Fatigue of composite materials is considered as the main result of their degradation under cyclic mechanical, thermal or cyclic coupled thermomechanical loads and, since that, is usually a very complicated process in theoretical analysis. The need of the material fatigue damage and durability research is especially required in the aerospace industry, where the composite structures subjected to some coupled cyclic phenomena must satisfy the very high reliability conditions. There exist many empirical and semi-empirical deterministic and even statistical models of fatigue failure derived initially for metals and next modified or adopted for various composites. Some models identify fatigue phenomena with the fatigue micro-crack growth using the fracture mechanics approach and, then, account the micro-crack effect in mechanical properties reduction. These models contain nonlinear differential equation (of deterministic or stochastic character) describing the fatigue crack growth rate as a function of dominant crack length, stress variations and the specimen material parameters. The influence of crack-like defects on the overall material behavior is evaluated using fatigue models based on the damage mechanics by identification of this process as a damage accumulation process. Other approaches measure composite stiffness degradation directly as a function of the fatigue cycle number. Furthermore, the results of fatigue experiments show considerably large statistical scatter and that is why the stochastic modeling is widely accepted to analyze materials fatigue problems. Stochastic modeling of materials fatigue consists of the following main steps: (a) a choice of the appropriate stochastic process (stationary or non-stationary) to build the mathematical fatigue model; (b) description of the probabilistic properties of the model (its probability distribution or lifetime distribution); (c) a connection between the stochastic model and a variety of the empirical data. There exists an opportunity to distinguish the random fatigue load models, evolutionary probabilistic models based on the Markow processes theory, cumulative jump models and the differential models resulting from the corresponding deterministic models randomization. Some stochastic simulation methods are used to model fatigue phenomena, too. For instance, the Monte Carlo Simulation (MSC) technique was successfully applied to the lifetime prediction and variability of bundles of parallel elements and parallel-lay ropes. The comprehensive numerical study on the first-order probability of mixed- mode fatigue failure calculation from reliability index by a constrained optimization problem solution has been implemented into Probabilistic Finite Element Method (PFEM) based on the First Order Second Statistical Moment analysis.

Since the most of fatigue studies are done theoretically, the paper is devoted to the computational FEM-based simulation of composite delamination process. The similar composite material configuration to that presented in [1] is proposed as a curved composite beam built up from the homogenized boron/epoxy composite laminate on homogeneous aluminum structure to study its fatigue life under mechanical loading with constant amplitude and, at the same time, the thermal cycling. Adhesive FM®73M usually used in that connection is modeled as zero thickness layer and its properties are not accounted now in the analysis. The components are assumed to be linearly elastic transversely isotropic; the composite interface is concerned as a possible location of high stress gradients leading to failure by delamination. Thus, the failure process is assumed to be numerically modeled by the interface crack growth. The advantage of the present concept is the possibility of crack propagation direction modeling compared to the existing analytical approaches. The composite delamination problem is modeled as a contact problem[2] with friction due to shear load and the curved specimen geometry. That is why, the numerical analysis problem is geometrically nonlinear with elastic contact between delaminated crack surfaces what requires incremental computational analysis. Such an approach is the only method to analyze this problem since the analytical solutions in this area usually based on the Hankel's transform are available for composites with longitudinal or plane interfaces only. All computational illustrations are carried out by using the Finite Element Method (FEM)[3] displacement-based program ANSYS[4]. The results of the simulation make it possible estimation of fracture parameter range describing a fatigue crack propagation and, as a result, calculation of the corresponding fatigue cycles by the use of the modified Paris-Erdogan law.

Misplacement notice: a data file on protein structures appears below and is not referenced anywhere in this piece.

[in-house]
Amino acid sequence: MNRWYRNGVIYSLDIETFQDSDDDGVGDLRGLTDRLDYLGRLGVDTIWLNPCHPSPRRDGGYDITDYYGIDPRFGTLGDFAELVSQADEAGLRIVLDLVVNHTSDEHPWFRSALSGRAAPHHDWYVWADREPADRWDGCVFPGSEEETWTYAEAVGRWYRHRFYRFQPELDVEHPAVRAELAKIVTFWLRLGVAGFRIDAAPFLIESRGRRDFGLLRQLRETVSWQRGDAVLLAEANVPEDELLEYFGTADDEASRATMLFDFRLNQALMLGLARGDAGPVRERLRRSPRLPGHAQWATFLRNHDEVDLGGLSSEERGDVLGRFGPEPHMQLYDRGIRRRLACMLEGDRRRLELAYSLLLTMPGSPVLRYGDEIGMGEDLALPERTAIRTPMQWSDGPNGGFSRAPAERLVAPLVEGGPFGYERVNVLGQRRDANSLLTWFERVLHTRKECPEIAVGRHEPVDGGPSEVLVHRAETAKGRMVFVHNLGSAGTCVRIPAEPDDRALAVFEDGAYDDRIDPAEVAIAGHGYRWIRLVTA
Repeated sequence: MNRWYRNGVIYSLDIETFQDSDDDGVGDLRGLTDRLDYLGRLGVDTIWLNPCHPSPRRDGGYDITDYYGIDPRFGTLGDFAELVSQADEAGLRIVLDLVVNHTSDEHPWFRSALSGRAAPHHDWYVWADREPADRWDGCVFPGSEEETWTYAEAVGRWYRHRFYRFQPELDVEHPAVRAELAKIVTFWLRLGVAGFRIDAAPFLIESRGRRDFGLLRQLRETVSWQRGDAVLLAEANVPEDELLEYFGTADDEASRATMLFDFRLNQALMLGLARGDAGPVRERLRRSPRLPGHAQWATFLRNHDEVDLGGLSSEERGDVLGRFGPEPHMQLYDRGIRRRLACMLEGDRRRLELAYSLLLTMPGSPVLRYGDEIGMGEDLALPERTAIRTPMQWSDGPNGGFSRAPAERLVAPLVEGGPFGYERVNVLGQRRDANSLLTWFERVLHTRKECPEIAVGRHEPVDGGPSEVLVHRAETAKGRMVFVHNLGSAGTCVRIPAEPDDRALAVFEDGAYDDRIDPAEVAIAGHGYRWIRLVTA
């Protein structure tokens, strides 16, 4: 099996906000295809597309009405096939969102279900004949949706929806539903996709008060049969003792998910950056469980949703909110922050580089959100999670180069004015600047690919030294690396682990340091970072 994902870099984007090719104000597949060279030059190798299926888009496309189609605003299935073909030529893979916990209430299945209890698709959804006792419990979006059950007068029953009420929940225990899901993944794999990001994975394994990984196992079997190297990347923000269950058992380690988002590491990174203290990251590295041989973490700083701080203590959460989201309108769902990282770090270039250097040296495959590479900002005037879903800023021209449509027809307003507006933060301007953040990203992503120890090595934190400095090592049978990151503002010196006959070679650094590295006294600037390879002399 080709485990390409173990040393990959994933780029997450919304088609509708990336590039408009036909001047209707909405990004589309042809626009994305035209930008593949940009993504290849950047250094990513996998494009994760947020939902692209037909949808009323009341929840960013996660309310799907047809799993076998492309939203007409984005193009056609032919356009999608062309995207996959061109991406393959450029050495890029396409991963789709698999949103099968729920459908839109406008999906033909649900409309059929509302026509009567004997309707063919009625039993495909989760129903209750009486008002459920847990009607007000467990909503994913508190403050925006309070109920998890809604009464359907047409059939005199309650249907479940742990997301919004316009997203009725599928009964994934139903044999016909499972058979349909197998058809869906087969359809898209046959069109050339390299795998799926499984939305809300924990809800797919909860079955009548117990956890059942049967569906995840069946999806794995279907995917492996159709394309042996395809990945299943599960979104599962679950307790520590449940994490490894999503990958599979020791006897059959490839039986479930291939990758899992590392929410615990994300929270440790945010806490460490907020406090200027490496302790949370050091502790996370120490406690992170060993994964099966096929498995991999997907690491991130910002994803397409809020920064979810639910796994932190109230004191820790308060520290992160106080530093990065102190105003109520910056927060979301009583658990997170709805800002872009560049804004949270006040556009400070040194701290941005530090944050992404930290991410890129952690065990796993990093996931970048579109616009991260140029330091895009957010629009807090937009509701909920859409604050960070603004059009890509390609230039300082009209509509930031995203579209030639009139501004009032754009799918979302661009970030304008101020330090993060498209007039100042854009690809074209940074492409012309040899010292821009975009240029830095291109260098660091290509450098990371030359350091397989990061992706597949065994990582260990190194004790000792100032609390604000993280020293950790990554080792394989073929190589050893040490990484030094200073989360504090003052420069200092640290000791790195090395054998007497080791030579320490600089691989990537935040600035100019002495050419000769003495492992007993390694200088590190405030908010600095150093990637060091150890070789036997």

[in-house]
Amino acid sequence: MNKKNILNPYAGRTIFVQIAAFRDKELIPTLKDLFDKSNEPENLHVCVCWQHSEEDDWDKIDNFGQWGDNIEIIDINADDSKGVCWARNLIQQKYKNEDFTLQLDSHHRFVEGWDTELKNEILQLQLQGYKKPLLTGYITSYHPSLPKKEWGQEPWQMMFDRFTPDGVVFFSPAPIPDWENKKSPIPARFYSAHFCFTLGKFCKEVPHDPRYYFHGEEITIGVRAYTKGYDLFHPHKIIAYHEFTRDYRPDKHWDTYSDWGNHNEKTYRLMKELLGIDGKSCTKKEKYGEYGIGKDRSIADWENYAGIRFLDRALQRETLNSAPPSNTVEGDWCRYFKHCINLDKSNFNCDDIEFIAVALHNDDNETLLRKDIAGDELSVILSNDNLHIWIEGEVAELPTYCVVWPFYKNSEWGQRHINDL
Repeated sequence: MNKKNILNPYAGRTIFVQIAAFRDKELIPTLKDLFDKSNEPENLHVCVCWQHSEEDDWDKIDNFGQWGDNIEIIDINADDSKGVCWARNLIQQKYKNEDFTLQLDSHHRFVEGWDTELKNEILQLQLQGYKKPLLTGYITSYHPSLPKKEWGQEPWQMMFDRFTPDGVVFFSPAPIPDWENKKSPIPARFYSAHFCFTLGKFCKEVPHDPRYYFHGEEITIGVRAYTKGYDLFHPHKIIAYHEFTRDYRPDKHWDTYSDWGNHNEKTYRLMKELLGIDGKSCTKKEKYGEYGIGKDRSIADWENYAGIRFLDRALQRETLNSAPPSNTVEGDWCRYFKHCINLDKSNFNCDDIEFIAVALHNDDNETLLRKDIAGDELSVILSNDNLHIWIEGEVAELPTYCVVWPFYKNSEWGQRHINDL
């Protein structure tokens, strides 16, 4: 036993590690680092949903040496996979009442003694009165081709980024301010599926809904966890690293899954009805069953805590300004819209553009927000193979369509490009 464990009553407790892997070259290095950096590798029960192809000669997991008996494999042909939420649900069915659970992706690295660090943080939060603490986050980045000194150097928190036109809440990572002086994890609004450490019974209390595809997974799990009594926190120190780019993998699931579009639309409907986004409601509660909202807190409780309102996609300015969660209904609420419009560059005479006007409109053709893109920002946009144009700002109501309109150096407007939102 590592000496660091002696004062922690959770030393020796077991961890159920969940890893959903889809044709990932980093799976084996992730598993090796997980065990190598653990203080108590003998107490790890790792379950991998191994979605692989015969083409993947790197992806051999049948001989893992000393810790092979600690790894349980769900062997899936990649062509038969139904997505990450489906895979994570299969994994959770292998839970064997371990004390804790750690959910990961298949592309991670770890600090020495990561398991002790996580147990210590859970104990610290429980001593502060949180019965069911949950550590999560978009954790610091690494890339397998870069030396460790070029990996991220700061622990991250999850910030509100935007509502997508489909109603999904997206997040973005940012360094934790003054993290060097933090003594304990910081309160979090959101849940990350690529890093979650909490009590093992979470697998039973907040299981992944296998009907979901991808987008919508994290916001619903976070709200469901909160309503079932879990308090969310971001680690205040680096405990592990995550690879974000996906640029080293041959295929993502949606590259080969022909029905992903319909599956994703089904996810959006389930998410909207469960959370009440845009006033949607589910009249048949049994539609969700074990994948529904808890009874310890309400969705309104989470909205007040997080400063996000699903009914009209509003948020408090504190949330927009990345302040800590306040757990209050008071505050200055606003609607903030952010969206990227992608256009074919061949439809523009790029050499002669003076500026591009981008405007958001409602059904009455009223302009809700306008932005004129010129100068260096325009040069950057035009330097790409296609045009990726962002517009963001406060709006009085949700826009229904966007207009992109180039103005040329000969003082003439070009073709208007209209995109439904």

S.W. Johnson et al., "Application of fracture mechanics to the durability of bonded composite joints", Report DOT/FAA/AR-97/56, OAR, Washington, D.C., 1998.
R. Buczkowski, M. Kleiber, "A stochastic model of rough surfaces for finite element contact analysis", Computer Methods in Applied Mechanics anf Engineering, 169, 43-59, 1999. doi:10.1016/S0045-7825(98)00175-3
K.J. Bathe, "Finite Element Method Procedures", Prentice Hall, 1996.
ANSYS v.5.5, "User's Manual", 1999.